Uncut Gems is The Exorcist for gambling: a shell-shocking, nerve-shattering dose of chaos incarnate.
Every once in a while, cinema is blessed with an event. Whether it be a blockbuster, ultra-horror or obscure triumph, word-of-mouth transforms a film into a cultural moment, leaving an impenetrable legacy in its wake.
For example, Saw’s delectable grimness or Avatar’s game-changing spectacle. The latest film from Josh and Benny Safdie could and should be headed for such an epitaph (particularly with Netflix distribution), built on a mega double-tap of raw exhilaration and an Adam Sandler performance for the ages. ‘That’s history right there, you understand?’
Invoking William Friedkin’s horror masterpiece isn’t a slight comparison: the film opens on grim, shin-breaking injuries in the Ethiopian mineral mines. Two keen prospectors chip off a block of, ahem, uncut gems – if Lankester Merrin’s amulet instils dread, this sparkling black opal, ‘old school, Middle-Earth shit’, intoxicates and entrances the beholder.
We then shift to New York circa 2012, with Howard Ratner (Sandler) powering through the city’s prolific Diamond District, archaic iPhone to ear. The period is seamlessly envisioned, with the tiniest flourishes of paraphernalia illustrating each frame.
He’s a crook who doesn’t know how to hold ’em, fold ’em, walk away or when to run. The Safdies know character, they breathe it: Good Time‘s Connie was contemptible, but Howie is a different breed of maniacal, brought explosively to life by a career-best Sandler.
Stupidly optimistic, stubborn, erratic and obliviously self-centred: as his estranged wife (played by Frozen‘s Idina Menzel) puts it, he’s the most annoying person you’ll ever meet. Yet, as a prime-cut sycophant, he’s also a slippery snake when folks come a-calling, whether it be for blood or jewels.
The opening 15 minutes paint a clear picture of Howie’s life as a business owner: running up debts with some pretty nasty (albeit inevitable) bastards; placing mad bets with money from here, there and anywhere he can (never has gambling seemed like such a cursed artform); and cuddling his mistress (a fantastic first-time Julia Fox) to cool off from the mayhem.
Foes, friends and money are set on a (somehow more hectic) collision course however when Kevin Garnett (played by ‘KG’ himself) enters Howie’s shop and sees his recently acquired Ethiopian opal. His eyes glimmer and widen, he needs it, spiritually (another bewitched by its spell). And then, off we go.
The subsequent two acts are hazily high-tempo, akin to being hurried along a narrowing wire above shark-infested waters (cinematographer Darius Khondij somehow keeps the pace). The reprieves are short-lived, the lows are catastrophic, but the momentum is relentless – like experiencing the drop in Inception over and over and over again.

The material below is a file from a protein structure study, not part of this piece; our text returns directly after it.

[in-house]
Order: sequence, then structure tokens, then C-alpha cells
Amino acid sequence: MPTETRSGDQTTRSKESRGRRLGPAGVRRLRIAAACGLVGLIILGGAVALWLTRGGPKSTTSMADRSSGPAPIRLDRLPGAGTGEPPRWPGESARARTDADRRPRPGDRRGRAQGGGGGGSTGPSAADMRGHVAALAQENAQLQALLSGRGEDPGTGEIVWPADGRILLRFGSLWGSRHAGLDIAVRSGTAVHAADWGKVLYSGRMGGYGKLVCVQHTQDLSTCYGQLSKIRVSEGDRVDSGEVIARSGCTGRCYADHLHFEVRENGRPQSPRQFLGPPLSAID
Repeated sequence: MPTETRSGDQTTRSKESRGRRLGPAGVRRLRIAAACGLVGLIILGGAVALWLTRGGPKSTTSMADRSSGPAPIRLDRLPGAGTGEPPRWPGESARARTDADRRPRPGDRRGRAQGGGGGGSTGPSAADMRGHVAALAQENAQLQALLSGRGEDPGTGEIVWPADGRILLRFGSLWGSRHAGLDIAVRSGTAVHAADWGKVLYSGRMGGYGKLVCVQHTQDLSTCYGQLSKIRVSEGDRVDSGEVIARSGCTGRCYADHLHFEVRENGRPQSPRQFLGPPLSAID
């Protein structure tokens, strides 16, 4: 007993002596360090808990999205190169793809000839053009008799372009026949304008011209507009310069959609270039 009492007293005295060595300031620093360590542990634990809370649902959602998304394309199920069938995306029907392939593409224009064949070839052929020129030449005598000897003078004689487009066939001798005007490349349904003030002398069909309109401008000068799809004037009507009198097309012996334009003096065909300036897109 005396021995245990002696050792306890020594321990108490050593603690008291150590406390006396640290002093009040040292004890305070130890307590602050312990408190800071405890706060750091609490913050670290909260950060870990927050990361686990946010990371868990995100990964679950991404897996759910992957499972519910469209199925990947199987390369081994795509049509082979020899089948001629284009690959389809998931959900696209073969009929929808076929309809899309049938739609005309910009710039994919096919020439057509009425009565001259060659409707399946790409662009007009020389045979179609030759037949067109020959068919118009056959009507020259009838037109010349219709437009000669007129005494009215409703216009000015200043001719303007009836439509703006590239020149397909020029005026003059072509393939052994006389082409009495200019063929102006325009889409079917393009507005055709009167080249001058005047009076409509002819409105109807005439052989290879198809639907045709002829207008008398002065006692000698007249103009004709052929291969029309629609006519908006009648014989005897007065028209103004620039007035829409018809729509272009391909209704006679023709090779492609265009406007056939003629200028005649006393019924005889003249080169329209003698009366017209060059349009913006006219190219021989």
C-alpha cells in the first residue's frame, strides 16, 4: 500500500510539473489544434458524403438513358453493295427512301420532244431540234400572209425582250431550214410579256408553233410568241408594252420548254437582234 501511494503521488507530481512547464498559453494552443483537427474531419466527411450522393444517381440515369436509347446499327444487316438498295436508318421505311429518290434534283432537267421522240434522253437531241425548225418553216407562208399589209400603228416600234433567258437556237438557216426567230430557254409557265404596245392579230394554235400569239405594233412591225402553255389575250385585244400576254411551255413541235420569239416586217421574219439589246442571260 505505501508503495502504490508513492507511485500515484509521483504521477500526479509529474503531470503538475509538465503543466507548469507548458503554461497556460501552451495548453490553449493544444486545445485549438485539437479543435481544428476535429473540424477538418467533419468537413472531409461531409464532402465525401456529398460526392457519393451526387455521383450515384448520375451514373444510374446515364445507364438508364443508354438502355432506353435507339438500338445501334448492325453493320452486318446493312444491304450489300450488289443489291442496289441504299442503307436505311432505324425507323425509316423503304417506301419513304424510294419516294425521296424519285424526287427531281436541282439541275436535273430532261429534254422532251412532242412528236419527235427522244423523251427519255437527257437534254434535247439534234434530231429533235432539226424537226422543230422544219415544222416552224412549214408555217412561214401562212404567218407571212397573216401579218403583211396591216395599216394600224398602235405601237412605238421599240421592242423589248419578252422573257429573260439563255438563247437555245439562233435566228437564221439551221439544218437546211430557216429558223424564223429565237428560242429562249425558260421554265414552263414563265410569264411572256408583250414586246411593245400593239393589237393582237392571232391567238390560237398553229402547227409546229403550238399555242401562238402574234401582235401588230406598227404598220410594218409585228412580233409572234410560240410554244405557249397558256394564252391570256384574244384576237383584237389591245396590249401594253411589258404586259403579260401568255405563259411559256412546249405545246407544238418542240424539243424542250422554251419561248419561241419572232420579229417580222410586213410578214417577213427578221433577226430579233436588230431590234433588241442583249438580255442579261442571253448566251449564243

The way the Safdies play with their ensemble is downright ingenious, orchestrating frantic, hair-grabbing conversations over one another: layers of shouting boom on top of the sound design, and with the score injecting even more energy (particularly in an excruciating scene with KG stuck between two doors), it creates a constant aural intensity the likes of which you’ll have never experienced.
Much should be said for Daniel Lopatin’s dazzlingly versatile composition. Its emerging notes soar like a chemical synth reaction, transitioning through techno rhythm and blues, with a dash of a chanting choir. He manages to capture all the underlying emotional beats, hitting elation and thrills, hypnosis and catharsis.
A well-deserved hat tip to the Safdies’ acerbic mastery of bad language in their script too, with a leaderboard-bursting number of ‘fucks’ every minute – just another way in which they’re proving to be generational legends in the making. There’s also sensational one-liners, for example: ‘Jews and colon cancer… I thought we were the chosen people?’
They just create an entirely believable world. Sure, there’s high-rollers and mobsters – but there’s also sensitive family dynamics (with particular attention paid to Jewish customs, a relatively uncommon sight in cinema without outside plot purpose), ugly but well-sketched characters and an entire background of folks who are never given a raw deal (the Safdies famously hire everyday people on the spot to appear in bit roles, such as a delivery guy).
As Howie tries to navigate the plasma ball of tangling anxiety, Sandler shines bright like a diamond. It’s his finest performance to date, building on the dramatic chops he’s more than capable of (as seen in Punch-Drunk Love and Funny People) but also tapping into the burrowed sleaziness of his goofball roster. He’s never been better – and the Academy left him out to dry.
The film’s demons linger over the air it breathes, coming into full-force in one of cinema’s greatest final acts. Look around you if you’re lucky enough to catch it in the cinema – see the heads burrowed in hands, listen out for the hurried gasps. That’s why we go to the movies.
A shimmering, feature-length panic attack: Uncut Gems is the most stressful movie ever made.
Uncut Gems is in select cinemas now and on Netflix from January 31.
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Topics: Featured, Academy Awards, Adam Sandler, Netflix, Oscars, Review, Uncut Gems